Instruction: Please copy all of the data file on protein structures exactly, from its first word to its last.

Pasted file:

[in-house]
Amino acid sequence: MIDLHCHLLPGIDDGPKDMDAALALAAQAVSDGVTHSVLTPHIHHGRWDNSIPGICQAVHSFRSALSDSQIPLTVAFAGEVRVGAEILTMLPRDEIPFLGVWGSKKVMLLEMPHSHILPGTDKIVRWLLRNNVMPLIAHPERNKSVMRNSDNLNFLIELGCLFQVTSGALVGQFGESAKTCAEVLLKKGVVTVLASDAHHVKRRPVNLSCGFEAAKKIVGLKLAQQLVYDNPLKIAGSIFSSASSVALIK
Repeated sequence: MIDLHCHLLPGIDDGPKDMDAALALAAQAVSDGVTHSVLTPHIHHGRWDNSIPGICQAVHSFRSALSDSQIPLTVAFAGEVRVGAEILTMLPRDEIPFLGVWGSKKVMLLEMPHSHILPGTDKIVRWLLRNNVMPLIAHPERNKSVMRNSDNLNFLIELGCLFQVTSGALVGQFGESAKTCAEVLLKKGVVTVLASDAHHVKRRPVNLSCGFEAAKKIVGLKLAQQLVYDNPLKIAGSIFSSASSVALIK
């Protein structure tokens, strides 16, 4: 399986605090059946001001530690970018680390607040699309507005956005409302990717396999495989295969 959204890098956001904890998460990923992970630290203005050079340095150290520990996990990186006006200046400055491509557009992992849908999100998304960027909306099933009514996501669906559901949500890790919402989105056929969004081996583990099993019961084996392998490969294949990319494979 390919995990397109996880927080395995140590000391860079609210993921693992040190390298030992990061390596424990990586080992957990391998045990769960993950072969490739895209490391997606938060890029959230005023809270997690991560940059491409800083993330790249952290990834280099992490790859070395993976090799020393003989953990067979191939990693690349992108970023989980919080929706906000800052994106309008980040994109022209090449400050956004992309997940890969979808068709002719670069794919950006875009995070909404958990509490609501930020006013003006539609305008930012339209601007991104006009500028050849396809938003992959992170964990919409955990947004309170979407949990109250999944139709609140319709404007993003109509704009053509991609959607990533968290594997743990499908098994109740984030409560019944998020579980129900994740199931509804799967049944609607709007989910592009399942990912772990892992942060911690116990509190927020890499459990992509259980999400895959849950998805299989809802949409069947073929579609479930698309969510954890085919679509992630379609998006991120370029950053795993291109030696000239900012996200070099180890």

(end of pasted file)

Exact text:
[in-house]
Amino acid sequence: MIDLHCHLLPGIDDGPKDMDAALALAAQAVSDGVTHSVLTPHIHHGRWDNSIPGICQAVHSFRSALSDSQIPLTVAFAGEVRVGAEILTMLPRDEIPFLGVWGSKKVMLLEMPHSHILPGTDKIVRWLLRNNVMPLIAHPERNKSVMRNSDNLNFLIELGCLFQVTSGALVGQFGESAKTCAEVLLKKGVVTVLASDAHHVKRRPVNLSCGFEAAKKIVGLKLAQQLVYDNPLKIAGSIFSSASSVALIK
Repeated sequence: MIDLHCHLLPGIDDGPKDMDAALALAAQAVSDGVTHSVLTPHIHHGRWDNSIPGICQAVHSFRSALSDSQIPLTVAFAGEVRVGAEILTMLPRDEIPFLGVWGSKKVMLLEMPHSHILPGTDKIVRWLLRNNVMPLIAHPERNKSVMRNSDNLNFLIELGCLFQVTSGALVGQFGESAKTCAEVLLKKGVVTVLASDAHHVKRRPVNLSCGFEAAKKIVGLKLAQQLVYDNPLKIAGSIFSSASSVALIK
């Protein structure tokens, strides 16, 4: 399986605090059946001001530690970018680390607040699309507005956005409302990717396999495989295969 959204890098956001904890998460990923992970630290203005050079340095150290520990996990990186006006200046400055491509557009992992849908999100998304960027909306099933009514996501669906559901949500890790919402989105056929969004081996583990099993019961084996392998490969294949990319494979 390919995990397109996880927080395995140590000391860079609210993921693992040190390298030992990061390596424990990586080992957990391998045990769960993950072969490739895209490391997606938060890029959230005023809270997690991560940059491409800083993330790249952290990834280099992490790859070395993976090799020393003989953990067979191939990693690349992108970023989980919080929706906000800052994106309008980040994109022209090449400050956004992309997940890969979808068709002719670069794919950006875009995070909404958990509490609501930020006013003006539609305008930012339209601007991104006009500028050849396809938003992959992170964990919409955990947004309170979407949990109250999944139709609140319709404007993003109509704009053509991609959607990533968290594997743990499908098994109740984030409560019944998020579980129900994740199931509804799967049944609607709007989910592009399942990912772990892992942060911690116990509190927020890499459990992509259980999400895959849950998805299989809802949409069947073929579609479930698309969510954890085919679509992630379609998006991120370029950053795993291109030696000239900012996200070099180890």